But the most worrisome blow by far is a scathing verdict on Los Angeles’s civic health that was delivered in a one-two punch — the second on Wednesday — by a committee of lawyers, developers, labor leaders and former elected officials who make up something of the Old Guard here. The Los Angeles 2020 Commission presented a catalog of failings that it said were a unique burden to the city: widespread poverty and job stagnation, huge municipal pension obligations, a struggling port and tourism industry and paralyzing traffic that would not be eased even with a continuing multibillion-dollar mass transit initiative.

Their conclusions amounted to an indictment of a city and its culture, a place that the commission said was brimming with talent and resources but was nonetheless falling behind other major cities across the globe.

“Los Angeles is barely treading water, while the rest of the world is moving forward,” the commission said. “We risk falling further behind in adapting to the realities of the 21st century and becoming a city in decline.”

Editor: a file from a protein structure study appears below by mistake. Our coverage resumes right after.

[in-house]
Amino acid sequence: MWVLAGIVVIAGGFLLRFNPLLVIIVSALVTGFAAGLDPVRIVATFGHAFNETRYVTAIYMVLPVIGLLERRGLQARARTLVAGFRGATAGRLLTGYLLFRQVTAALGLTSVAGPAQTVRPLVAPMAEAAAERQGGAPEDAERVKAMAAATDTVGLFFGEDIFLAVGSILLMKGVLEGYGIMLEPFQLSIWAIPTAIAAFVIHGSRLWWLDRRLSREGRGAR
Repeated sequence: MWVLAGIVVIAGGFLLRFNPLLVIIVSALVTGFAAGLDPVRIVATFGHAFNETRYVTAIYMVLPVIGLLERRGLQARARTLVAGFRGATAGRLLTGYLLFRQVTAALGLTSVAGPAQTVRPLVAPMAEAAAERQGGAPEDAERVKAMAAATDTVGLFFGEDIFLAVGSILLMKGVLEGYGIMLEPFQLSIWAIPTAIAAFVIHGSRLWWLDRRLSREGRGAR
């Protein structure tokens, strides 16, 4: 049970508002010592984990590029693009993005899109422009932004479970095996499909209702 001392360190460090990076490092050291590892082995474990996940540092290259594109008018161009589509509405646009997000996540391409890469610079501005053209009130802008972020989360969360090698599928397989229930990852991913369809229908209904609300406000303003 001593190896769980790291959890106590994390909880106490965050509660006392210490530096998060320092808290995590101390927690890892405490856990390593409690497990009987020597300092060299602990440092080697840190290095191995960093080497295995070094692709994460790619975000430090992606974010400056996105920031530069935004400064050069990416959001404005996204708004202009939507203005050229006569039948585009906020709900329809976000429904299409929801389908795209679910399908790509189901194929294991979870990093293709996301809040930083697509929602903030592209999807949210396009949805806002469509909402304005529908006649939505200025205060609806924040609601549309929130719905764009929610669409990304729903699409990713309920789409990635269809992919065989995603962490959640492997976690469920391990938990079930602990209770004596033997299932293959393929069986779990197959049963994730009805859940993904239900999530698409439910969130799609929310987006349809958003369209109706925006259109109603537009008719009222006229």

It was a good run.

Wednesday, April 09, 2014

Peak Urbanization

The city is dying at Pacific Standard magazine.

Theme: Demographic decline.

Subject Article: "Austin or Bust: America's Biggest Cities Lose People to the Urban B-List."

Other Links: 1. "Bright Flight From Silicon Valley."
2. "The End Of Geography."
3. "End Of Urban Hierarchy."
4. "Rust Belt Geographic Arbitrage: Buffalo."
5. "After years of brain drain, young people are moving back to Buffalo."
6. "Mesofact Migration."
7. "Website of Samuel Arbesman."
8. "The World Is Spiky: Globalization has changed the economic playing field, but hasn't leveled it."
9. "Why the Rent Is Too Damn High."